A business lives and breathes when its partners pay their invoices on time. It’s better when they pay them early.
The economy experiences cycles that impact each sector differently. Some companies earn the bulk of their income during seasonal swings. Others rely on a steady flow throughout the year.
Company owners must plan for all business cycles, especially small companies. It’s a tough road when waiting for business partners to pay their bills.
We provide seven tips to get someone to pay your invoice on time.
1. Create Solid Business Relationships
In business, relationships matter. The American economy is a series of interconnected pieces. When one shifts, the rest of the pieces feel it too.
An increase in prices or interest rates makes the cost of doing business more expensive. It forces companies to make adjustments in their budget and business operations.
Higher prices for raw materials also impact a business partner’s ability to pay their invoices on time.
A study found that American corporations took 58 days to pay their supplier invoices in 2021. The action has a significant trickle-down effect.
Suppliers including small ones must wait almost two months before they receive payment. These funds help them purchase raw materials and continue their function within the economy.
If you maintain solid business relationships with suppliers, retailers, and manufacturers, you find out their financial position sooner. The information allows you to make adjustments.
Maybe you break deliveries into smaller portions. The action allows your client an opportunity to pay you in increments instead of a lump sum.
2. Make the Invoice Easy to Read
Most companies have an accounts payable department. They follow a process that pays their bills on time. In addition, the software makes the process more efficient.
New clients often pose a challenge. They don’t know how to read the bill. Plus, they need time to learn your billing process. Therefore make the invoice easy to read.
All invoices require the number, date sent, due date, and date of the original service.
It’s not necessary to make the information complicated. Pick a simple template that highlights the most important information. Make it easy to read for new and long-term clients.
3. Outline the Payment Terms
To get someone to pay your invoice on time, clearly outline the payment terms. Your business partner requires the amount due and the due date. List the forms of payments you accept and how they can submit payment.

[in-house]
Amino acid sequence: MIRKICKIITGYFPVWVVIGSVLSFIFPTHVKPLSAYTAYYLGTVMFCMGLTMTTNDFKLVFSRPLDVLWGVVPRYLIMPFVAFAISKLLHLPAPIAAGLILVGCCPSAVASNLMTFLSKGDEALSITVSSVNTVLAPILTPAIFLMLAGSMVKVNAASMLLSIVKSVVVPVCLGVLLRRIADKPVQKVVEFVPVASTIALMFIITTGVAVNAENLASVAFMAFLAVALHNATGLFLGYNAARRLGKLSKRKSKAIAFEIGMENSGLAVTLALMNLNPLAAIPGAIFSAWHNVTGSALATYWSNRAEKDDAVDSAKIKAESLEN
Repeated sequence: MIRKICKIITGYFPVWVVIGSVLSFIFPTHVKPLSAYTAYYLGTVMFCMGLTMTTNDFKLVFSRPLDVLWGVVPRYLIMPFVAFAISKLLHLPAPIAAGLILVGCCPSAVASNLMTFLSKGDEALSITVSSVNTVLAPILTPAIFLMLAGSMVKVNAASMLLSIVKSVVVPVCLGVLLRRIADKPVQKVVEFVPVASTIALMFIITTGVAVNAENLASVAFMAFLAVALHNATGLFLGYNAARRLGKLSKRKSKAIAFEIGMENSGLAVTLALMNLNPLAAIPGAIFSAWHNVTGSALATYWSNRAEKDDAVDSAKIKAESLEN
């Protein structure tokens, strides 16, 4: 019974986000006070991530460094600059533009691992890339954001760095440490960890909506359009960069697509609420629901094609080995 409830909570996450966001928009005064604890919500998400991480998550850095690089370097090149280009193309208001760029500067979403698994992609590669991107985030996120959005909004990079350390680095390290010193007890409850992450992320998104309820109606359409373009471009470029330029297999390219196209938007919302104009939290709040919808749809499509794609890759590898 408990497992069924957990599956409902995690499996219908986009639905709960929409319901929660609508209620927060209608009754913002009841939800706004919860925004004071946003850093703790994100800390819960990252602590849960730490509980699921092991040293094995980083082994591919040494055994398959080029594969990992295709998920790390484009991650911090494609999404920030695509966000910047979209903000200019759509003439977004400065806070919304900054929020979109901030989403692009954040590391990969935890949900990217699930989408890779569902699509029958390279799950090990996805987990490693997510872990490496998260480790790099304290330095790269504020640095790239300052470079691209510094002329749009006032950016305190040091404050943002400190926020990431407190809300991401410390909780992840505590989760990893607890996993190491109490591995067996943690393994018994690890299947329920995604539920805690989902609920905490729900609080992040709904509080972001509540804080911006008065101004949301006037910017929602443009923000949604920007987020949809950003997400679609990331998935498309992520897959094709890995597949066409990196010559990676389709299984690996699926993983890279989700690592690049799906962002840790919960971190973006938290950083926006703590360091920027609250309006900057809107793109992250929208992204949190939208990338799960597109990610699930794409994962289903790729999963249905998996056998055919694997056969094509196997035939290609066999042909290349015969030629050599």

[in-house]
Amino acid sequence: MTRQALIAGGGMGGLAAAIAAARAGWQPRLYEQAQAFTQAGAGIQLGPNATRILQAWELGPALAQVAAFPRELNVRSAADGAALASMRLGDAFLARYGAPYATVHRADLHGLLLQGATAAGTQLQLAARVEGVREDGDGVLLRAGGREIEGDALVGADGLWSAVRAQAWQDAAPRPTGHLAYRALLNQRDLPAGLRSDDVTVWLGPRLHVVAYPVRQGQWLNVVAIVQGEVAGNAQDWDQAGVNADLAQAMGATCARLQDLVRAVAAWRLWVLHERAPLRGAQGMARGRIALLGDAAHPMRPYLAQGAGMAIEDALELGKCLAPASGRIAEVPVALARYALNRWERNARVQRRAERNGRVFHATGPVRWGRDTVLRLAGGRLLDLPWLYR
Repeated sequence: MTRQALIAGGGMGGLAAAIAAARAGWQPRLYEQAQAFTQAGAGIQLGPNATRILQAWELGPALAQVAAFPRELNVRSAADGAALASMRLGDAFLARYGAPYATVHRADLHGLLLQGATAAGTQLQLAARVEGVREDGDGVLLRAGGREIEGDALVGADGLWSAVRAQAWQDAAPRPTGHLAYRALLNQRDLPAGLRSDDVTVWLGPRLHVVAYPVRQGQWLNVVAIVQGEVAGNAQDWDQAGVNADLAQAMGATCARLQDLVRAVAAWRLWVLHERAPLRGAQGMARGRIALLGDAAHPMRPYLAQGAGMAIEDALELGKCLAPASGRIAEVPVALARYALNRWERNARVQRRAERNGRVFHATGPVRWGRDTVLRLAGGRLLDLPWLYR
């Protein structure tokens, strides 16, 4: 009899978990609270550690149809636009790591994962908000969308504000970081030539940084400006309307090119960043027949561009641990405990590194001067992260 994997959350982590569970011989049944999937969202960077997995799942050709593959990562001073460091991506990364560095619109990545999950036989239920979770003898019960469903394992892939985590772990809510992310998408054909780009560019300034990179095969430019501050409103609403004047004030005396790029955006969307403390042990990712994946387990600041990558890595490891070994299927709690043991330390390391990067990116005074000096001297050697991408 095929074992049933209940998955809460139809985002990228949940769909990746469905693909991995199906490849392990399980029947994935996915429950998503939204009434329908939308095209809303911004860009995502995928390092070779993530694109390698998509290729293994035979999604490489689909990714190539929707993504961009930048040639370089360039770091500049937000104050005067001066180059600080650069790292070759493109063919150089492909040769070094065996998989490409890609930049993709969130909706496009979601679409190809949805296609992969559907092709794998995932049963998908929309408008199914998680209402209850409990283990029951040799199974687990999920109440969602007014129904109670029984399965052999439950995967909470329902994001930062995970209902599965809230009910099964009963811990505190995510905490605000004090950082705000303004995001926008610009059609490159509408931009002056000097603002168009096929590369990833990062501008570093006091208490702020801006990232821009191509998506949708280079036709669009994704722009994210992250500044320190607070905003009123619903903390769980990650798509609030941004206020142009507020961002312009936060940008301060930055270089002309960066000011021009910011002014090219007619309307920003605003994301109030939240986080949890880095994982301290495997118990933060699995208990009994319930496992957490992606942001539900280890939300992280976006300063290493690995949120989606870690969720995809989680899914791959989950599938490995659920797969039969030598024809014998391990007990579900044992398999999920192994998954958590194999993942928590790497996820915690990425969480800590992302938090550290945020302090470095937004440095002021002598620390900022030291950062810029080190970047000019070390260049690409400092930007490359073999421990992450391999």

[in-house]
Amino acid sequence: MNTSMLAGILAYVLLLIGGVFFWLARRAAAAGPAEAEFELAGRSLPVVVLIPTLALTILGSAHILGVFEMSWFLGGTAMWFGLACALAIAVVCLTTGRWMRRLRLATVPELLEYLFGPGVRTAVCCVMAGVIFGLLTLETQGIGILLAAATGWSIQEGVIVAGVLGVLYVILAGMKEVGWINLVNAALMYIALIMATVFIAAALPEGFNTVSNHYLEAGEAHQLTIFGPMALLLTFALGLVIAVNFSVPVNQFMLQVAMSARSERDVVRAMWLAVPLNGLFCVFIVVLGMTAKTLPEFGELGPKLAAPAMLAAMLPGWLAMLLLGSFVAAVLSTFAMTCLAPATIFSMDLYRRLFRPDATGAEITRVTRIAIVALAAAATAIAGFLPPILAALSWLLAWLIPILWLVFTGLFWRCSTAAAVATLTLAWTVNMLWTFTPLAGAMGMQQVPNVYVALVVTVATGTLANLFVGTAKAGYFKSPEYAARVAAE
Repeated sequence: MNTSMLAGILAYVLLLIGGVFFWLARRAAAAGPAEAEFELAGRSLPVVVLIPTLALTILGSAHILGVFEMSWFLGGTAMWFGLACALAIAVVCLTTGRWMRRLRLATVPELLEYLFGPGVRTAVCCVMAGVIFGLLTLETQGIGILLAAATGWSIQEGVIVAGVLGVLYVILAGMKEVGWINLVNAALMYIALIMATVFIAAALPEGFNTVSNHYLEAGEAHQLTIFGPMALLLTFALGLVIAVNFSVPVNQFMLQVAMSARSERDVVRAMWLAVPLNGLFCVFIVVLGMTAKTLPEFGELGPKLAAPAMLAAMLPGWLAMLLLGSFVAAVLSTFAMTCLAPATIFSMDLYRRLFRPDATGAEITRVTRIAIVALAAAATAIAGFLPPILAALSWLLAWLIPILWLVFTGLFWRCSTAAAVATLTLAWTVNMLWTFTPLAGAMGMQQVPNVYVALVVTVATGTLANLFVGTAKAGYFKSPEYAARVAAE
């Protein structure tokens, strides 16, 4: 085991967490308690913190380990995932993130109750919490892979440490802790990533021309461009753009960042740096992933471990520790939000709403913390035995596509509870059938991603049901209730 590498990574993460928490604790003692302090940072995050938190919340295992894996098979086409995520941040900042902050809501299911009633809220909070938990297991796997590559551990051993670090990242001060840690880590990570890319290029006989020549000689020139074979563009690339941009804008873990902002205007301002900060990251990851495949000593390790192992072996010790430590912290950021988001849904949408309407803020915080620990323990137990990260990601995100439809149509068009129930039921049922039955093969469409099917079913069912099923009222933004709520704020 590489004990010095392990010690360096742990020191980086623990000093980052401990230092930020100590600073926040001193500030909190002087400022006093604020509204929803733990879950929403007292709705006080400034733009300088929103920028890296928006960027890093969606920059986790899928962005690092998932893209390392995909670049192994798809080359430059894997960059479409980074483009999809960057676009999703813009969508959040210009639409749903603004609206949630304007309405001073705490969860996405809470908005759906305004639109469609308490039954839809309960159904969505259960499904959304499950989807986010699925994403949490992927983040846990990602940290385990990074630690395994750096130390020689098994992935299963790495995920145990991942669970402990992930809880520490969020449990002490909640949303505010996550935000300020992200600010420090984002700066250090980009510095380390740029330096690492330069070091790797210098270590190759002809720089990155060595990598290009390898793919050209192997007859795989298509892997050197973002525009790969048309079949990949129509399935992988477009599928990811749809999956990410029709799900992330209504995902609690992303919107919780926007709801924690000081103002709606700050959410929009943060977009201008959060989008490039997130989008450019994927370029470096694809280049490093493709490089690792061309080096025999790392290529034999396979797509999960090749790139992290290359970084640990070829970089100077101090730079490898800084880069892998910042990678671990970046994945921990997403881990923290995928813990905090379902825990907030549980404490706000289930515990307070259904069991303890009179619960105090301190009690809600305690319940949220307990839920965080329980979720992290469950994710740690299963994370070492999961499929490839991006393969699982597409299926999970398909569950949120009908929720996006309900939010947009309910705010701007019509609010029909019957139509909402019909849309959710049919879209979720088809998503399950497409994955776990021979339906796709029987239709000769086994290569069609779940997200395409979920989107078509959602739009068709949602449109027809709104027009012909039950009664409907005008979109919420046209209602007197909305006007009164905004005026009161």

Make the process easier by handing the bill to them promptly. Companies that deliver their product have the perfect opportunity. Hand the bill to the correct person upon delivery.
If you find yourself in a challenging financial position, invoice factoring is a viable solution. The process hands the responsibility of collecting debts to another entity.
4. Offer Incentives
In the course of business, you might come across a client who requires an extra nudge to pay their bill on time.
For example, some retailers offer customers a 20% discount on a purchase of $50 or more. The promotion guarantees them at least $50 in sales minus the 20% discount. However, it puts them in a better financial position than selling $20 or $30 at a time.
Work the math and make some choices. It makes business sense to offer a 10% discount to a client who pays their invoice 5 days before it’s due.
5. Send a Reminder
Some clients require invoice due reminders. Others pay their bill a day or two before the due date. Learn your client’s habits.
Some operate on a 30-day cycle. Therefore they pay all their invoices accordingly. Some stack their bills and pay them on the same day, such as the first day of the month of the 15th.
6. Invoice the Right Person
The accounts payable department stays busy. Plus, they have several checks and balances placed on them. If money goes missing, the first place investigators and auditors look is this department.
If you want your bill paid on time, ensure that it reaches the right person. Whether it’s paper-form or electronic, invoice the correct person.
7. Skip Invoicing and Request Upfront Payment
If you find that invoicing clients don’t benefit your company, it’s OK to make a switch. Invoicing doesn’t work for all companies, especially small ones.
The process adds an extra step to the payment processing process. No rule stating that invoicing is required exists. Researchers believe that invoicing dates back to the days of Mesopotamia.
However, those not comfortable with the practice can work with business partners who pay their bills upfront.
To encourage clients to pay their invoices on time, employ several tactics. A strong relationship is the first step. Ensure that new customers understand your invoice. Plus, clearly outline the payment terms. If invoicing becomes too challenging, consider working with clients who pay their bills upfront.